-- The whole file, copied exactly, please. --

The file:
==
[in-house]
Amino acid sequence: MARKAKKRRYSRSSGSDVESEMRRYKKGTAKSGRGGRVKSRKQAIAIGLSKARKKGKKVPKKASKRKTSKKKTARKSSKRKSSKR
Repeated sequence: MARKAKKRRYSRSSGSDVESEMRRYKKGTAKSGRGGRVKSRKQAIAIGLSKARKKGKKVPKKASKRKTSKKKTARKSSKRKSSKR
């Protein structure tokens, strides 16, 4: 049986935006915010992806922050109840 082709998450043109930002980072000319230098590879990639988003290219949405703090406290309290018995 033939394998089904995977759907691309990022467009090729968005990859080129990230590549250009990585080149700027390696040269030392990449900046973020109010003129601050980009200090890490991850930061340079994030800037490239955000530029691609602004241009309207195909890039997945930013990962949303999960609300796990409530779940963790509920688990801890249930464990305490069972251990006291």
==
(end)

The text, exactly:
[in-house]
Amino acid sequence: MARKAKKRRYSRSSGSDVESEMRRYKKGTAKSGRGGRVKSRKQAIAIGLSKARKKGKKVPKKASKRKTSKKKTARKSSKRKSSKR
Repeated sequence: MARKAKKRRYSRSSGSDVESEMRRYKKGTAKSGRGGRVKSRKQAIAIGLSKARKKGKKVPKKASKRKTSKKKTARKSSKRKSSKR
């Protein structure tokens, strides 16, 4: 049986935006915010992806922050109840 082709998450043109930002980072000319230098590879990639988003290219949405703090406290309290018995 033939394998089904995977759907691309990022467009090729968005990859080129990230590549250009990585080149700027390696040269030392990449900046973020109010003129601050980009200090890490991850930061340079994030800037490239955000530029691609602004241009309207195909890039997945930013990962949303999960609300796990409530779940963790509920688990801890249930464990305490069972251990006291």